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Can I access and use UV types from perl?

by Don Coyote (Hermit)
on Nov 17, 2019 at 16:35 UTC ( #11108820=perlquestion: print w/replies, xml ) Need Help??

Don Coyote has asked for the wisdom of the Perl Monks concerning the following question:

I'd like to access and use unsigned int at the level of Perl. Ideally I would not need to employ XS or inline C. Put simply I'd like to add 1 to 1, without 1 being converted into a signed integer first.

Using Perl 5 I seem to be able to coerce a scalar into storing a UV type, but initial attempts to use it in any form appear to be subject to up/downgrading.

If I use an approach such as bounding a tied scalar as exampled in Intermediate Perl (O'Reilly), I feel this may be suitable for prototyping methodology of usage, but falls short of actually using the underlying unsigned int type.

This quickly boils down to a question about fundamentals, and I am not so concerned about there being any straight forward yes or no answer, (though a yes would be great). As I sense the very nature of Perl 5's dualvar probably does not allow this. But will I find that Perl 6 has the same issue, or would this be something that Perl 6 would happily enable for me?

Maybe there is some way I can do this but where I do need to delve into XS or maybe overloading? I have been hacking at this using the MvT (Monkey vs Typewriter) method a lot and have included my latest effort where I get Devel::Peek to display a UV type.

I have also been doing various MvT with vec,pack,printf functions My overall sense is that any outcome from this could serve as the basis for some very useful Perl/CompSci tutorials.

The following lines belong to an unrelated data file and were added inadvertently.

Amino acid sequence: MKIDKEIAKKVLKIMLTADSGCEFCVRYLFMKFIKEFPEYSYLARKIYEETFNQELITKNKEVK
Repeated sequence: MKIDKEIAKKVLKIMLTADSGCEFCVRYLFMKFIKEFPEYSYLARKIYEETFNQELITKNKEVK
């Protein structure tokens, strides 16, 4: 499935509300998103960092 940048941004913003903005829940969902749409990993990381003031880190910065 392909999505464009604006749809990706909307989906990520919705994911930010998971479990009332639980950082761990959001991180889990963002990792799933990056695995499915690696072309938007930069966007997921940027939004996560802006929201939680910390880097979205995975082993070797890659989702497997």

#!perl use strict; use warnings; use vars q'$n'; use Devel::Peek; #my $n = 4; #&print_val; sub print_val{ # my $n = shift; my $n = shift() || $n; print ' ', Dump $n; print "###\n"; } $n = ~( 1 ); $n <<= 30; #&print_val($n); print "left shift 30\n"; &print_val; $n = ~( 1 ); $n <<= 31; print "left shift 31\n"; &print_val; #=head1 powers #my $n = ~( (2**32) -( (2**32)-1 # -( # (2**30) + ((2**29)-1) # ) ) ); print "base 2 combos\n"; &print_val; #=cut $n+=$n; print "self addition assignment\n"; &print_val; #=cut

I have asked as SoPW, as there may be some simple approach that I am just missing.

updated couple of spelling errors, nothing significant.

Replies are listed 'Best First'.
Re: Can I access and use UV types from perl?
by dave_the_m (Monsignor) on Nov 17, 2019 at 18:07 UTC
    When a value becomes too big to store as a signed integer, perl automatically upgrades it to an unsigned integer (technically it sets the SVf_IVisUV flag on the SV). If the value becomes too large even for that, then the SV is upgraded to an NV. This is all automatic and you shouldn't have to do anything yourself (unless you're using an ancient version of perl).

    Try running

    perl -MDevel::Peek -e'$x=(1<<60)-1; for (1..6) { Dump $x; $x = $x *2 + + 1}'
    If you want something more than this, you'll have to explain your need better.

    Dave.

      dave_the_m I see the lowercase f there making me think floats, yikes. oh, its a flag :smile.

      The automagic of Perl values is a great thing, which I value immensely. Please see Re^2: Can I access and use UV types from perl? for a substantial waffle regarding my deeper motives for this expiditionary embarkation.

      On one level I want to be able to say I am adding natural numbers together and be speaking truthfully, rather than saying that, but actually what is happening is that I am adding a subset of integers together.

      Looking at the output. There does seem to be some kind of interplay between the size of the storage unit and the kind of number that Perl assumes the user is wanting to use. That is interesting.

        On one level I want to be able to say I am adding natural numbers together and be speaking truthfully, rather than saying that, but actually what is happening is that I am adding a subset of integers together.

        Then maybe use bignum or bigrat, at a significant performance cost.